I asked about this issue because of the emphasis in the de Moreas piece on the erosion of the Fox audience from 33 million American Idol viewers during the 8:00 hour, to 9.5 million during the first half hour of the SOTU to 6.9 million during the second half hour. This made me wonder: What was the combined audience across during the 8:00 hour for all the networks that broadcast the SOTU? How much does the total audience decline during the course of the speech? How many were still watching when Governor Kaine gave the Democratic response after 10:00 pm? Those questions, according to the Nielsen spokesperson, require a "custom" run of data, something they will only do for their paying clients. MP is certainly not one of those.
Pity. Perhaps MP's knowledgeable readers know of past reports on these issues. "Cableguy," this could be you!
Other caveats would have to include the lack of data on audiences using non-advertising-supported channels (PBS and C-SPAN) plus radio audiences plus online audiences. My memory is that Pew data (in its ideological segmentation) indicate that liberals, in particular, prefer to get their news from other than non-advertising supported television.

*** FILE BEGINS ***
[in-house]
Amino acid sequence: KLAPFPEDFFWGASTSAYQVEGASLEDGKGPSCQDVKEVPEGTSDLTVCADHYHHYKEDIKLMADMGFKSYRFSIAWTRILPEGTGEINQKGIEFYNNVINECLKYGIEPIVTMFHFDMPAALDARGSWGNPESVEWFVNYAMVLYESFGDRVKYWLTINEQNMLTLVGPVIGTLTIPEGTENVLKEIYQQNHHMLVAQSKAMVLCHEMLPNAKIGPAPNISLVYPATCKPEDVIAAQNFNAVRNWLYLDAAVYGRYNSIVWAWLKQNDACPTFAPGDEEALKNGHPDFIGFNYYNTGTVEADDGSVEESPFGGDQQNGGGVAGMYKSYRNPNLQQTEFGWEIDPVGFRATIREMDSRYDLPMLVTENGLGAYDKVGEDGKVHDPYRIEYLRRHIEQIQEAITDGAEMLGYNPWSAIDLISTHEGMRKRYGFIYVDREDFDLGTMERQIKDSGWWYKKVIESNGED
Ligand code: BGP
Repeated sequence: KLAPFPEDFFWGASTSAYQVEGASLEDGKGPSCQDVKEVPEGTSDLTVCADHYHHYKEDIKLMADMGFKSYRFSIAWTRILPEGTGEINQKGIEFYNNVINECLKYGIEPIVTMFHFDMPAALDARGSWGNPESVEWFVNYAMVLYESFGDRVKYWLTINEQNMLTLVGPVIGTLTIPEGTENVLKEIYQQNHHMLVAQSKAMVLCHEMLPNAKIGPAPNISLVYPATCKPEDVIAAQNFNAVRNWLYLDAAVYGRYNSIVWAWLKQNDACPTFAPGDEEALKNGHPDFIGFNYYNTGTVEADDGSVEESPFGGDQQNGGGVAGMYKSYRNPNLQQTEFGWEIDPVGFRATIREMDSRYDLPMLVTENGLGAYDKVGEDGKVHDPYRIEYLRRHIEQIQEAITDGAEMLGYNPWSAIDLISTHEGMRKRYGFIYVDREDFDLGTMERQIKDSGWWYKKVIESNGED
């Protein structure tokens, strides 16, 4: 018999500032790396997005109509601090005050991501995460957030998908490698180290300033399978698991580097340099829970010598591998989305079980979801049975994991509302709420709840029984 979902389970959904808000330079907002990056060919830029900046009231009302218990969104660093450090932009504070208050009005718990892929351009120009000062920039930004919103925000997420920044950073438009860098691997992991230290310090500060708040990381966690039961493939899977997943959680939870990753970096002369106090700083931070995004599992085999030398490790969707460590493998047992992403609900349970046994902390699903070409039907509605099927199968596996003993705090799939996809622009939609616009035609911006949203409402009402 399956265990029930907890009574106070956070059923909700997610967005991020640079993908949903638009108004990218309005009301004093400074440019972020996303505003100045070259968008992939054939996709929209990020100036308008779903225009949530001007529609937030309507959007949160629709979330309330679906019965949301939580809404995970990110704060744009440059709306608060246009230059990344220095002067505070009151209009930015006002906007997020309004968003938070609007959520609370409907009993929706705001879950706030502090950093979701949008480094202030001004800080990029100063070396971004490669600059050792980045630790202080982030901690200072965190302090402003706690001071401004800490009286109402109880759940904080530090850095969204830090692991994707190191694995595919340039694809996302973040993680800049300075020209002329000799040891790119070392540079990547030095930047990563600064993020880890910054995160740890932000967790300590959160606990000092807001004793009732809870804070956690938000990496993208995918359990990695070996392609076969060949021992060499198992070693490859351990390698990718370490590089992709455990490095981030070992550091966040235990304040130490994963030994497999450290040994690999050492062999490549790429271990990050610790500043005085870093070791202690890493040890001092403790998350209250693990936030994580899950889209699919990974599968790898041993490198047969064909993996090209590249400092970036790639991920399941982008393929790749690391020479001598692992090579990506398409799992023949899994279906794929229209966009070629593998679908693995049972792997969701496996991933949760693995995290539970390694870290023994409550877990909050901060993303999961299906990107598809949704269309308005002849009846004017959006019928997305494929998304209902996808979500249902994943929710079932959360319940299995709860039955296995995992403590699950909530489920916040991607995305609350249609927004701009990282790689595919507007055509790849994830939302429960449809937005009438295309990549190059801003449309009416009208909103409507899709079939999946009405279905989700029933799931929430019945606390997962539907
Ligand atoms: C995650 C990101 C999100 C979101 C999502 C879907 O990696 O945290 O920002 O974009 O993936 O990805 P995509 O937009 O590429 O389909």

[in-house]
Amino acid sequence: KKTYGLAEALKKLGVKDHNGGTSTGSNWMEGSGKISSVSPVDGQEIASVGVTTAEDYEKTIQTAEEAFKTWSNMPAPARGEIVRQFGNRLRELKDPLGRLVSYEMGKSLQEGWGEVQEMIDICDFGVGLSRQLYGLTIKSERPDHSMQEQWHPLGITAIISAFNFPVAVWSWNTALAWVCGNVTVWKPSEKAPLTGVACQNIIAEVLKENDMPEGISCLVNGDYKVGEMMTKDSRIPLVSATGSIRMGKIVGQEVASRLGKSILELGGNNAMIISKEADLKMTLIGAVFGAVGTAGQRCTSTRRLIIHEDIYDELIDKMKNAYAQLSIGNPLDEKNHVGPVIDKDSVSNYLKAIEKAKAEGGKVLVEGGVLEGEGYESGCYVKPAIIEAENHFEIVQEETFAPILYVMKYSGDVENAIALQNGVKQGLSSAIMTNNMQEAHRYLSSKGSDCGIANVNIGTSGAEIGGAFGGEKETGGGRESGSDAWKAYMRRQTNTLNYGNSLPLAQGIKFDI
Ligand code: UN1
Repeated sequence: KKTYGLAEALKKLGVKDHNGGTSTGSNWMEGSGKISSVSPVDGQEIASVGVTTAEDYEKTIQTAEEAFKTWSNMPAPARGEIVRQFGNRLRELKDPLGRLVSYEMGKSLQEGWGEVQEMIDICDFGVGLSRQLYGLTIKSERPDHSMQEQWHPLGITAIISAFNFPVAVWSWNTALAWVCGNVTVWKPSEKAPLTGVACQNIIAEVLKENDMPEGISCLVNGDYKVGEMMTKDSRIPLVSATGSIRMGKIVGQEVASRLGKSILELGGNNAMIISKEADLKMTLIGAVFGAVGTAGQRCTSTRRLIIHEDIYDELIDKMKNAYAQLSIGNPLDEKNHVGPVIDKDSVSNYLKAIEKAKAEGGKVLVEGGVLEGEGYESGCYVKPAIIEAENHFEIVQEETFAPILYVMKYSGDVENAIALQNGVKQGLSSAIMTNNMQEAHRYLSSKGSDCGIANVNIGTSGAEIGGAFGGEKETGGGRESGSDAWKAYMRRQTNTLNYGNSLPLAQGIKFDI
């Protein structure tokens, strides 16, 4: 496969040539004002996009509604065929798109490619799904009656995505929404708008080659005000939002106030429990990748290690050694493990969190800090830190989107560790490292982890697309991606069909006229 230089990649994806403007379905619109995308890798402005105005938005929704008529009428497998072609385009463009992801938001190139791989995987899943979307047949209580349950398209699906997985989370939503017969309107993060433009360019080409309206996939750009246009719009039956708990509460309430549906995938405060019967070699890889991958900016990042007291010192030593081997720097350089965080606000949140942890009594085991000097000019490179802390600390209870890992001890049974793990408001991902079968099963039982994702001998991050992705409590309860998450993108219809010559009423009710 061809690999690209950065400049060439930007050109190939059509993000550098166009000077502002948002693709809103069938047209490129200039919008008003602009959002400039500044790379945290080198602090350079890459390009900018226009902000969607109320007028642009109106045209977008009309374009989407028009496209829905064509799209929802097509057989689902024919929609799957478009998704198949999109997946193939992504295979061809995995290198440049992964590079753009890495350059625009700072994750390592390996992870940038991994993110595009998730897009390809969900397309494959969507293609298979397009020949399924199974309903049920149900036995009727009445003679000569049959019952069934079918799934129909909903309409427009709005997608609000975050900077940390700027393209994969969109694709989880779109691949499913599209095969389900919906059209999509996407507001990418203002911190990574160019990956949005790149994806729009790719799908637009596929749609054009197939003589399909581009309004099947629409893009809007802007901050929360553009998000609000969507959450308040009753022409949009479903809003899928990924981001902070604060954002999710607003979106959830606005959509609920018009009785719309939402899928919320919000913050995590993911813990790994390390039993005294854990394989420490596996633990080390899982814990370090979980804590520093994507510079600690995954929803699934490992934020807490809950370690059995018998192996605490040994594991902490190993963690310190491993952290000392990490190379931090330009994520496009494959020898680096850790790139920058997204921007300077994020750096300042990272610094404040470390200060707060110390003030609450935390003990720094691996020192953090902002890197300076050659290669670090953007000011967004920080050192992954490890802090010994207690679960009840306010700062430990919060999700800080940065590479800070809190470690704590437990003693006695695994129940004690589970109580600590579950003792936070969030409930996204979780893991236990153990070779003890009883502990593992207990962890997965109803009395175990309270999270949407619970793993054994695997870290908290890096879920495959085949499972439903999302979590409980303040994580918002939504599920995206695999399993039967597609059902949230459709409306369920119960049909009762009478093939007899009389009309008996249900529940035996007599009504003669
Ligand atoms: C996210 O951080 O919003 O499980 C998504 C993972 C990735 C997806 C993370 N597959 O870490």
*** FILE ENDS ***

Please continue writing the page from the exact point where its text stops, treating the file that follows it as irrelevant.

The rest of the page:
Posted by: Andrew Tyndall | Feb 3, 2006 4:18:23 PM
Mark--Pew's seven-way division of political typology shows 68% of the total population citing commercial TV as their "main source of news" (adding together networks, CNN and FNC). Among the sub-group labeled Liberals (one of the three Democratic-aligned segments) only 46% cited commercial TV as their main source. Scroll down at http://people-press.org/reports/display.php3?PageID=945
Posted by: Andrew Tyndall | Feb 4, 2006 11:02:01 AM
If I can change the subject for a minute from the effects on the SOTU audience to the effects on the general public: http://www.rasmussenreports.com/bush_job_approval.htm gives the impression that the *lead-up* to SOTU helped Bush's ratings, but that after the actual speech, they declined as rapidly as they had risen.
Posted by: David T | Feb 5, 2006 12:17:10 PM